Thank you for answers
Have you tested by creating a password and then later on trying to use Reflect using a different password? Refer to your 2) which says that there is no PW protection with the Free version.
Have you tested this?
Have you tested this? When you create the CD, you have to select 32 or 64. That's a good indication of what you can expect.
Generating the boot media based upon 64bit will only work on a 32bit machine *if* the 32bit machine has 64bit capable hardware, i.e., CPU, etc. Otherwise the boot media will tell you upon booting on the 32bit machine if it does not support 64bit and the boot process will stop.
On the other hand, a 32bit boot media will work fine on a 64bit machine. The key with using 64bit boot media on a 32bit machine is the hardware must be 64bit capable regardless if it has a 32bit OS.
For instance, i have two laptops, both Dell, same models, but one has 64bit capable hardware, although I have 32bit Win 7 Pro SP1 installed, I can use a 64bit boot media that works fine due to the 64bit capable hardware. On the other laptop, it is only 32bit capable hardware and I must only use 32bit boot media. As long as the hardware supports 64bit, it does not matter if the OS is 32bit. You created the macrium boot media on a Win7 X64 machine, so it is to support that 64bit hardware OR a 32bit OS with 64bit supporting hardware.
Hope that helps It all depends upon hardware capability.
As long as it´s not an UEFI computer.
Thank you Robin for that reminder. My oversight.
I would suggest to save you the stress and just hit Shift-Delete every few months.
I gave up on purge last year as a beaten human being. I even tried to understand the instructions that it used so as to fix it.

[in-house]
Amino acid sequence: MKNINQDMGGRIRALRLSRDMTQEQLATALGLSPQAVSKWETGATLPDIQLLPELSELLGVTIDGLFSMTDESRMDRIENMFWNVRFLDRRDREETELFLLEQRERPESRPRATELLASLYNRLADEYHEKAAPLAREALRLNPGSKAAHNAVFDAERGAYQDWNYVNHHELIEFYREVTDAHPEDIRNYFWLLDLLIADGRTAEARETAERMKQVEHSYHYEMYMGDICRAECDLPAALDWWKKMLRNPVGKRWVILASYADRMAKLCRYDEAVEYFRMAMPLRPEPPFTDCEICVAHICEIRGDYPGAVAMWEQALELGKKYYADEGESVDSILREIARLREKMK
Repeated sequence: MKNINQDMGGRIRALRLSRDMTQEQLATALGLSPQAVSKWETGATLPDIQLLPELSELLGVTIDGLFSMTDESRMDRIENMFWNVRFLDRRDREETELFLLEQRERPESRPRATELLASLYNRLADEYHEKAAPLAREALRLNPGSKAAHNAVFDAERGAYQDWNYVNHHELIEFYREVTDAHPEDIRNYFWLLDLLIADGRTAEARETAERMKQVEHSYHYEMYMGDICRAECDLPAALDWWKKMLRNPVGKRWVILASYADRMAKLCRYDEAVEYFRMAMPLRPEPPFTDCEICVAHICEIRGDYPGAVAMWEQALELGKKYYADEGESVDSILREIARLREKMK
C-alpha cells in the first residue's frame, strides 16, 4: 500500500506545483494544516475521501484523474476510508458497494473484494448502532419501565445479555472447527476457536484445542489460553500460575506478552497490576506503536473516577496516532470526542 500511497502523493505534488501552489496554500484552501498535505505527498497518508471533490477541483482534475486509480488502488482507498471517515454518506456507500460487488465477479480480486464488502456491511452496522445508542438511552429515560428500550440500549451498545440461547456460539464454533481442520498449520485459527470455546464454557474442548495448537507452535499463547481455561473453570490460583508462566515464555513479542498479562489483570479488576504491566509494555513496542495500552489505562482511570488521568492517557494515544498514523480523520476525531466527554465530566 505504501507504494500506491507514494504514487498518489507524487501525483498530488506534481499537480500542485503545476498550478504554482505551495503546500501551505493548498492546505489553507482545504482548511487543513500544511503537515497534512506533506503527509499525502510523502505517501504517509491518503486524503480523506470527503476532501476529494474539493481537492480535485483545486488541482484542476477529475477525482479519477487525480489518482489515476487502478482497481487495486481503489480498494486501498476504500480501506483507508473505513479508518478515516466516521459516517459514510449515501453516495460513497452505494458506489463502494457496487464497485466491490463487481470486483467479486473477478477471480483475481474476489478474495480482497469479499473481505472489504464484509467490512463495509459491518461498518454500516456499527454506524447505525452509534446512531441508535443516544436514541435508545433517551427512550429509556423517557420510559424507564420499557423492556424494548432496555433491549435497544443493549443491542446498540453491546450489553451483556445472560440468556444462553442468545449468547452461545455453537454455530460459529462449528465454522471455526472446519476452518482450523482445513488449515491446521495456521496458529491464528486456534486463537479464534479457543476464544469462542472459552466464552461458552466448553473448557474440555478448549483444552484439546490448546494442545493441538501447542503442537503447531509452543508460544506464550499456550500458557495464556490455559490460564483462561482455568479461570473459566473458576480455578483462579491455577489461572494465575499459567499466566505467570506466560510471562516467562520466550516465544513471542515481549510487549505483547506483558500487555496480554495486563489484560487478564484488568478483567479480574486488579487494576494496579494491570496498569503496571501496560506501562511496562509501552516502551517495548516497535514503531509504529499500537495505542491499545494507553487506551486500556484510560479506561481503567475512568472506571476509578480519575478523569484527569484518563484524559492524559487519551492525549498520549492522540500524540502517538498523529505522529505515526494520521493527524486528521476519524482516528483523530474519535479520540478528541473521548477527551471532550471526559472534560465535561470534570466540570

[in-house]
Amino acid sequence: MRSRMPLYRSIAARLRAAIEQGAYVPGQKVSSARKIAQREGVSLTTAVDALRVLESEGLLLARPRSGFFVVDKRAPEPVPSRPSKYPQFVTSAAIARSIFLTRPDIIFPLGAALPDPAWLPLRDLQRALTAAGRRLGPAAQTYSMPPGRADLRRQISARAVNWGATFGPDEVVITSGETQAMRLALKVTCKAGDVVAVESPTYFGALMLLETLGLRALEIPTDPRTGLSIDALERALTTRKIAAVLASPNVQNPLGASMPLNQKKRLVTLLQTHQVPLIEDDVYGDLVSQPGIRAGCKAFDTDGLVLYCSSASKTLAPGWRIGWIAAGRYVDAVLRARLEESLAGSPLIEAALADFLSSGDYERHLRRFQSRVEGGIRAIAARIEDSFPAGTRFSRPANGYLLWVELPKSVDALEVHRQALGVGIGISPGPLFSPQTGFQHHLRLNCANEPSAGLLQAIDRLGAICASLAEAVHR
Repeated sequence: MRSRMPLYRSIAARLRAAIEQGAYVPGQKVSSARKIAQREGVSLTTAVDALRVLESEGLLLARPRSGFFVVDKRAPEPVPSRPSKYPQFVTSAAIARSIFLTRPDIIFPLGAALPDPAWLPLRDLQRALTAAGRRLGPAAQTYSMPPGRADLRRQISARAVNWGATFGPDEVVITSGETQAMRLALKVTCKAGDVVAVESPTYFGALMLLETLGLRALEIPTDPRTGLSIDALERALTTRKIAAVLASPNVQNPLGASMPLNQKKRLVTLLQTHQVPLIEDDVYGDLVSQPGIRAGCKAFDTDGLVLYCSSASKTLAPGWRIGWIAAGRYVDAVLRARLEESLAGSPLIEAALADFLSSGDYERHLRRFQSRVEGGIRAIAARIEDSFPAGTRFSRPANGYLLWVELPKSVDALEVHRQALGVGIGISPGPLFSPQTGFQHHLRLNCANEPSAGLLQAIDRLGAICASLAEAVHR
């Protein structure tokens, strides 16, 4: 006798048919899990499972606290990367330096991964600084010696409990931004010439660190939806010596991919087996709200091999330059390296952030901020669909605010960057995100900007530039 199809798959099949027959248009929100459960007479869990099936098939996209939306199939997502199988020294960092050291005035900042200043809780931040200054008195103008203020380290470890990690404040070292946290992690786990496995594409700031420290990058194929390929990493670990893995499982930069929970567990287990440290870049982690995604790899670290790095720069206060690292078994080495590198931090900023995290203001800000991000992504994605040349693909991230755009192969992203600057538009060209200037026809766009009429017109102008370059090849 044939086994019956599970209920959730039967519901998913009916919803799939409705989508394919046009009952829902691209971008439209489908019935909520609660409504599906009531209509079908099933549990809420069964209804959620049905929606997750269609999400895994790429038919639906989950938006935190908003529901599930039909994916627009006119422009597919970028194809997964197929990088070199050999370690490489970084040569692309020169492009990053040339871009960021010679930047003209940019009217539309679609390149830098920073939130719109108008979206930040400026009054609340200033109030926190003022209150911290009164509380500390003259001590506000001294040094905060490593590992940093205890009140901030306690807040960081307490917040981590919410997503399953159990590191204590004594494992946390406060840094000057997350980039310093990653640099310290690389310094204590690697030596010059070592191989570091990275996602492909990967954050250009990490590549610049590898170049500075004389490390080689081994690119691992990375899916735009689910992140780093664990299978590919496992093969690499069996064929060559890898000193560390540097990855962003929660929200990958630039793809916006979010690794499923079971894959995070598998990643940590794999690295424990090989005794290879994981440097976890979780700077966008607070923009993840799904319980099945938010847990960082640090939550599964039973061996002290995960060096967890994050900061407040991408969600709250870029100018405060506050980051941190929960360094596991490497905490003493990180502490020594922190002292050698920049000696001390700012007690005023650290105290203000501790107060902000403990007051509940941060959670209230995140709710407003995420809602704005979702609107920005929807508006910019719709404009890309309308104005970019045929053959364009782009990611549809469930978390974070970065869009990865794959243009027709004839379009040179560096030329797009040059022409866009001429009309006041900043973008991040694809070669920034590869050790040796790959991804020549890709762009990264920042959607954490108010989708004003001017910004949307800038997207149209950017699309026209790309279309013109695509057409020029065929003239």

I spent hours upon hours upon months on numerous computers trying to get it to work only to give up and surrender the white flag.
Hi Macrium Reflect users,
I use Macrium Reflect Free for my imaging needs and find it excellent, but I have a query.
Many PC's have a hidden 'Tools' partition that can be used to run tests on a faulty PC.
I created a Macrium Reflect image but it doesn't include this Tools partition, it only has the standard Windows 7 partitions. If I made a second image that contained the Tools partition, is it possible to add this to the first image?
If this was possible I would then have an image file that contained the Windows 7 partitions AND the Tools partition.
The Tools partition is the correct one for my model of PC.
Are all partitions on 1 physical drive? If so, do a master image that contains all partitions.
You can't combine images in Reflect free. Some programs allow this but many do not.
IMO, the best way to make images is to do a master that includes ALL partitions on a physical drive. Then, only do images of the partitions that change (such as the C drive.)
Then, if things go bad, restore the 1st master image. Then restore the latest changes-based image.
Over time, this saves the most time and keeps things up to date.
Thank-you for your reply.
Re: if things go bad, restore the 1st master image. Then restore the latest changes-based image.
I thought when restoring an image, the previous contents of the entire disk were completely replaced with the new image. I didn't know that on a single HDD, you could restore one partition while leaving existing partitions untouched?
How is this achieved with Macrium Reflect Free?
The Help file explains this quite clearly so check it out.
In simplest terms, simply check the partition(s) you want to restore and uncheck the one(s) you don't. JW Clements answer is the best for the details.
Imaging programs create partition backups. All can do it from a single partition level and nearly all can do it from a multiple partition level at one time (up to and including an entire physical disc.) Created images include all pertinent data (size, type, location, etc.) of the partition(s) involved. This is what allows you image and restore one partition at a time, independent of the other partitions. If the imaging program works correctly, you should be able to create a separate image for each and every partition and restore them back with exact precision.